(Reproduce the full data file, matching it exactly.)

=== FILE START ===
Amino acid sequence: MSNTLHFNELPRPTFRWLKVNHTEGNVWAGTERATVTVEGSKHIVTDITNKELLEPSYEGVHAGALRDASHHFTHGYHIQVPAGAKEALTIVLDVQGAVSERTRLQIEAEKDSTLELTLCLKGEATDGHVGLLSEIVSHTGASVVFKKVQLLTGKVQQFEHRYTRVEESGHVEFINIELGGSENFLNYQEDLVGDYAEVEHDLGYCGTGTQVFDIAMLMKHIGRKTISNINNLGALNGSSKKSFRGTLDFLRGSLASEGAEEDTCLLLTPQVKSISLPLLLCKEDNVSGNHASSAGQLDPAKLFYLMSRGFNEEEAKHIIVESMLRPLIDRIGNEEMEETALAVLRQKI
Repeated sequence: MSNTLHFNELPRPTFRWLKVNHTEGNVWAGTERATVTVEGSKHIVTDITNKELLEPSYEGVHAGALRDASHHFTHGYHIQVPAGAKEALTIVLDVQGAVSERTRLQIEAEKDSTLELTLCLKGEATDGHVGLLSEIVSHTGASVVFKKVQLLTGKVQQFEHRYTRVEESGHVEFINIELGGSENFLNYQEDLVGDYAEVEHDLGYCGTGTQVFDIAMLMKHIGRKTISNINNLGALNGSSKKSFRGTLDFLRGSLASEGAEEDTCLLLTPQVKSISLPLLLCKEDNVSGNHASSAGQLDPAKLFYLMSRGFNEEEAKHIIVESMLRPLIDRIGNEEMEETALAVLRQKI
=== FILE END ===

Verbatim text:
Amino acid sequence: MSNTLHFNELPRPTFRWLKVNHTEGNVWAGTERATVTVEGSKHIVTDITNKELLEPSYEGVHAGALRDASHHFTHGYHIQVPAGAKEALTIVLDVQGAVSERTRLQIEAEKDSTLELTLCLKGEATDGHVGLLSEIVSHTGASVVFKKVQLLTGKVQQFEHRYTRVEESGHVEFINIELGGSENFLNYQEDLVGDYAEVEHDLGYCGTGTQVFDIAMLMKHIGRKTISNINNLGALNGSSKKSFRGTLDFLRGSLASEGAEEDTCLLLTPQVKSISLPLLLCKEDNVSGNHASSAGQLDPAKLFYLMSRGFNEEEAKHIIVESMLRPLIDRIGNEEMEETALAVLRQKI
Repeated sequence: MSNTLHFNELPRPTFRWLKVNHTEGNVWAGTERATVTVEGSKHIVTDITNKELLEPSYEGVHAGALRDASHHFTHGYHIQVPAGAKEALTIVLDVQGAVSERTRLQIEAEKDSTLELTLCLKGEATDGHVGLLSEIVSHTGASVVFKKVQLLTGKVQQFEHRYTRVEESGHVEFINIELGGSENFLNYQEDLVGDYAEVEHDLGYCGTGTQVFDIAMLMKHIGRKTISNINNLGALNGSSKKSFRGTLDFLRGSLASEGAEEDTCLLLTPQVKSISLPLLLCKEDNVSGNHASSAGQLDPAKLFYLMSRGFNEEEAKHIIVESMLRPLIDRIGNEEMEETALAVLRQKI